A Blog of Writing Tips, Interviews, Thoughts on the Writing Process, Book Reviews, Blog Hops, and Things NESCBWI Conference Related.

Wednesday, June 1, 2011

After the Beta Reader - Reads! 11 Things You Can Do.

My last blog post was about the importance of having a beta reader. So, let’s say you have a beta reader and they’ve read your manuscript. Waiting is hard. Every now and then you wonder if they hate it. With any luck, they won’t. And now you log into your email and they’ve sent you feedback...gulp...what now?

1.  Take a deep breath.
2.  Pour a glass of wine (so what if it’s only 8:17 AM).
3.  Grab a highlighter.
4.  Kick off your slippers.
5.  Sit back.
6.  Read.
    If you find something that makes you want to stop reading, highlight it and continue reading. Read it all the way through and don’t think defensive thoughts.

    7.  Now read it again. This time look for dangling threads, problems and "just not working notes", your beta reader noted.
      Didn’t realize you stopped writing about something halfway through, did you? Well, this was where my beta reader, rocked! She found several threads that weren’t completed and one that didn’t even need to be there anymore.

      8.  Put it down and walk away for twenty-four hours.
        I know, not easy to do, but this is important to your story. Take this time to do other things and let your beta reader’s input percolate.

        9.  When you are ready, make the small edits first. 
          Focus on grammar and punctuation. They are easy and you need to make them.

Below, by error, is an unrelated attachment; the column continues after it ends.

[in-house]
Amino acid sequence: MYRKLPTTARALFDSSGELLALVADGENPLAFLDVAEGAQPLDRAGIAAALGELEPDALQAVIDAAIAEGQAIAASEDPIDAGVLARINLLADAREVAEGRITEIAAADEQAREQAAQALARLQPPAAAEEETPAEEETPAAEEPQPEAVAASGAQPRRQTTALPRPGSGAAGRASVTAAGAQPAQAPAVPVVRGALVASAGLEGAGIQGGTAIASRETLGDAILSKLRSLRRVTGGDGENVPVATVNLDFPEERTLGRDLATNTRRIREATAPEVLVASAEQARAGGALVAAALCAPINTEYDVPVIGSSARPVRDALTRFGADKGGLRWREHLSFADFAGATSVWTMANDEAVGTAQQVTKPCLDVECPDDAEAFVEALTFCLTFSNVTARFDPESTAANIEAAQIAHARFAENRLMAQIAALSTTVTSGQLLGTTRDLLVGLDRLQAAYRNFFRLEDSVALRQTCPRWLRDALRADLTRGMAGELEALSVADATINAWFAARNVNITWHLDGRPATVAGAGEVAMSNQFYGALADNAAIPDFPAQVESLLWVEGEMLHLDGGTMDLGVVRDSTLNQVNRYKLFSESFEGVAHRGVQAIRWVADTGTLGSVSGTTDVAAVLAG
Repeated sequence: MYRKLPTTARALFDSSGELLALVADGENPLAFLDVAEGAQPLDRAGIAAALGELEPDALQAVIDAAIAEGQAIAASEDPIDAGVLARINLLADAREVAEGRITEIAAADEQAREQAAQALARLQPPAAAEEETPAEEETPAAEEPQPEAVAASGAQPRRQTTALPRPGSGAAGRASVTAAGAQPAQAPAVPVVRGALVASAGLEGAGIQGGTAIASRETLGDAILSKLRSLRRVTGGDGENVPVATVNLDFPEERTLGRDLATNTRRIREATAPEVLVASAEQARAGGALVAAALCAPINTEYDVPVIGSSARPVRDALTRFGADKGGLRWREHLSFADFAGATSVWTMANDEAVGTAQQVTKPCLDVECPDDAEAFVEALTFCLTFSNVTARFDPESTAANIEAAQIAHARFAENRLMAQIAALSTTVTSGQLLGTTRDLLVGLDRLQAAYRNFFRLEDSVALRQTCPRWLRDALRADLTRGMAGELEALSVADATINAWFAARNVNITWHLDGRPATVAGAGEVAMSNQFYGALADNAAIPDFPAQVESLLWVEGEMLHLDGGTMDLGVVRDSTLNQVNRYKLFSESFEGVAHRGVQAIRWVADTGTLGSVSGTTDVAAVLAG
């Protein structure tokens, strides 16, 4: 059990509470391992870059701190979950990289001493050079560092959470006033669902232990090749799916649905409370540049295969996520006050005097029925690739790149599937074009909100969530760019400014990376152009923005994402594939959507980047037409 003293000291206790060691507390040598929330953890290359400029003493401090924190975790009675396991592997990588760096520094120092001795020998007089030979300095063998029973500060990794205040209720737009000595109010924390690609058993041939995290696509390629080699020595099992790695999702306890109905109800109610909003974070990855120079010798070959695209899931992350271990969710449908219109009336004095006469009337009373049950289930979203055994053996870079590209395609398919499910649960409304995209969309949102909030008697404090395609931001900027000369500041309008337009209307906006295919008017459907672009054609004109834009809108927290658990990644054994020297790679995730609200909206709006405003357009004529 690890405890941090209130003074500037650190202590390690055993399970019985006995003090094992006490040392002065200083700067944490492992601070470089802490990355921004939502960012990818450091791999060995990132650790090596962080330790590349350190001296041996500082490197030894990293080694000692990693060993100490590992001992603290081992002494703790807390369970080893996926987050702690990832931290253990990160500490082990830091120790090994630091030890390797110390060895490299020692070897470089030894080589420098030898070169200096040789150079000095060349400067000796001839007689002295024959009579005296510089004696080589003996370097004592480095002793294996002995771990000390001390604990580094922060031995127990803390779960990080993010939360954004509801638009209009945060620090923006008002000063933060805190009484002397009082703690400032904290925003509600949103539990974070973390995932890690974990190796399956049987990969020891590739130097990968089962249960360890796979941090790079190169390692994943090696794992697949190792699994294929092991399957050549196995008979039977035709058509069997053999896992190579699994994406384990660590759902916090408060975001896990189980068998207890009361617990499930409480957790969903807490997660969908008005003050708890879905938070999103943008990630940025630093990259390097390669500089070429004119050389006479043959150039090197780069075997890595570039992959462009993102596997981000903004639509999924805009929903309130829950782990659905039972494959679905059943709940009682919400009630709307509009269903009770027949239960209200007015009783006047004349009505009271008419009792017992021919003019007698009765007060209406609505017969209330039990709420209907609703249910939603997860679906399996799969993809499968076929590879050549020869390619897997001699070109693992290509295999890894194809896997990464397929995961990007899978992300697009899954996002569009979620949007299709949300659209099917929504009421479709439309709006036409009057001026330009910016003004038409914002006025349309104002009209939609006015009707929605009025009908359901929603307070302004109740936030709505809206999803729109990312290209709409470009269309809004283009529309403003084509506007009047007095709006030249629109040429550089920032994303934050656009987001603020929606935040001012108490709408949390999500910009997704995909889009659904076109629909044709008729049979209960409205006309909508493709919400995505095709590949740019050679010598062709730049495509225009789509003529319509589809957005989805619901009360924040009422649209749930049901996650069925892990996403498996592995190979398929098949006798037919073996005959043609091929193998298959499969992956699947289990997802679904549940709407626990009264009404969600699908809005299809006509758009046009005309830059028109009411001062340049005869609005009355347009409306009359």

10. Finally, with your beta reader’s comments in hand, read your story from beginning to end.
            Ready?

            As you read, you will see where the problems are. You will know what you need to do. It’s you story and you know it best.

            11. With opened eyes, revise!

            What are some of the things you look for when reading a manuscript?

              4 comments:

              1. When beta reading, I look at internal arc, believability, logic, structure, and emotion. And it helps when a story you're reading totally sucks you in and you can't wait for the rest of the world to read it.

                ReplyDelete
              2. Anyone with a good beta reader is very fortunate indeed!

                ReplyDelete
              3. I particularly like #2!

                I have a great beta reader who has read so many things for me, I don't worry so much when his emails show up. I know he's going to deliver honest feedback in a very timely manner.

                I also have a new beta reader who is reading very slowly. It's making me nervous but I am looking forward to hearing what she has to say.

                ReplyDelete
              4. Crack the Code winners are up! :)

                Angela @ The Bookshelf Muse

                ReplyDelete